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Volunteers step up to help clean Lizard beaches
11:00am Saturday 8th September 2012 in Cornwall
Next week sees the return of the Beachwatch Big Weekend when volunteers will be cleaning shorelines around the UK, including on the Lizard Peninsula.
Taking place on the third weekend of September each year, this is a once-a-year beach clean and survey of litter by the Marine Conservation Society. To help towards this, three cleans are taking place in the Lizard area on Saturday, September 15.
At 10am the first of two clean ups in Gunwalloe will take place at Fishing Cove with Kennack Diving. There is a small car park just above the beach, from where people can walk down the ramp to the shore. For more information email email@example.com or call David Roberts on 07816 903260.
Then at 11am, at the Halzephron beach access point in the village, a second clean up will take place. Contact Rachael Vine through firstname.lastname@example.org or call 01326 221361. Finally, at 1.30pm, beach cleaners can head down to Kennack Sands on the Lizard National Nature Reserve.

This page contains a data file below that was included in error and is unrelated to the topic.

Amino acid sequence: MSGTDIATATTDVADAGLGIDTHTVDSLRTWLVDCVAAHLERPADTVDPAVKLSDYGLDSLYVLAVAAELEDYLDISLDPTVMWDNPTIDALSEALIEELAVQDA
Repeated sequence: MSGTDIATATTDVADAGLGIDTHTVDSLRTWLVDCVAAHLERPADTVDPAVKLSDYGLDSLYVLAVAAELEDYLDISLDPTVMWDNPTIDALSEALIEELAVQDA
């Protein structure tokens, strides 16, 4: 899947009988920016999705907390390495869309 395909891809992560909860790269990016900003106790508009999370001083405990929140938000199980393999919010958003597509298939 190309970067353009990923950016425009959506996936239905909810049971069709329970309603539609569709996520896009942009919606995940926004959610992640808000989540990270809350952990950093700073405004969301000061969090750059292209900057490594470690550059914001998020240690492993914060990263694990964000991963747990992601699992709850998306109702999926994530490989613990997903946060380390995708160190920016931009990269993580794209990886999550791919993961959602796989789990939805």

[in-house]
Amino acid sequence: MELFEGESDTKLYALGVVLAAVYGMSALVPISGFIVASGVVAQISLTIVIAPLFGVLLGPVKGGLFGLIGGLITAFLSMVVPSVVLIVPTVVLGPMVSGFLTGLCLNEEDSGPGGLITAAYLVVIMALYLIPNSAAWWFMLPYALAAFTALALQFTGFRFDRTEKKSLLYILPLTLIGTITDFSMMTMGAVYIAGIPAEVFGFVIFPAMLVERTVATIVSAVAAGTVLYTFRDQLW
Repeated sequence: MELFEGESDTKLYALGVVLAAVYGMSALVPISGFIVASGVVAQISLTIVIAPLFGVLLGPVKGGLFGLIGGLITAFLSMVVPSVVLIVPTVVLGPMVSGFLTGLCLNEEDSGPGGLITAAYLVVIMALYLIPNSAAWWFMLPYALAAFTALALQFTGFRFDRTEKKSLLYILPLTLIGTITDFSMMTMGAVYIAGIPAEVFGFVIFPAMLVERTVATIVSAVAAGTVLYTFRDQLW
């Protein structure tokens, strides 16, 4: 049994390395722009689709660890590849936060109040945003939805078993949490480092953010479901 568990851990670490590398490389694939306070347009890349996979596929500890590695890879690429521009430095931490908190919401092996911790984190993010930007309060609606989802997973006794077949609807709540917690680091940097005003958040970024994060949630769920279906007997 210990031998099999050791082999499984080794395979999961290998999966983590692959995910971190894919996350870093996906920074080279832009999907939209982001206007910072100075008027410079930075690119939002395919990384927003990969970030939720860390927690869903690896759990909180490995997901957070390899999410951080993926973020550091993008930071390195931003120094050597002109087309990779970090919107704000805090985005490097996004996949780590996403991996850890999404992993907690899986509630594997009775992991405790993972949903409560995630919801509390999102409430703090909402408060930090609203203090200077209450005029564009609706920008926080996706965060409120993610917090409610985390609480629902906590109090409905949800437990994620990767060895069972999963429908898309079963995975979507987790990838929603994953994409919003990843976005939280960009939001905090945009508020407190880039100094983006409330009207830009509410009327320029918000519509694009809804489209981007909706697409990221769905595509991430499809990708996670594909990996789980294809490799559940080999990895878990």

The east beach will be cleaned, with refreshments and cake for all volunteers. People should meet on the slip to the entrance of the west beach and all ages are welcome. The clean should take two hours.
Anyone wanting to take part can contact Claire Scott, community outreach advisor for Natural England, on 01326 240808 or e-mail Claire.Scott@naturalengland.org.uk.
A beach clean is also taking place on the same day at Hendra, east Praa Sands, at 9am. Volunteers should meet at the wartime bunker on the beach. Contact Steven Houghton via email@example.com or call 07791 487383.
The Beachwatch Big Weekend is now in its 19th year. The beach clean and survey provides vital data that is used in the society’s annual summary report, which documents the impacts of marine litter on some of the country’s best loved wildlife. Creatures can become entangled in the litter or eat it, which the society said had a “hugely detrimental effect” on the marine environment, with litter also being hazardous to humans.
Visit www.mcsuk.org for more details.
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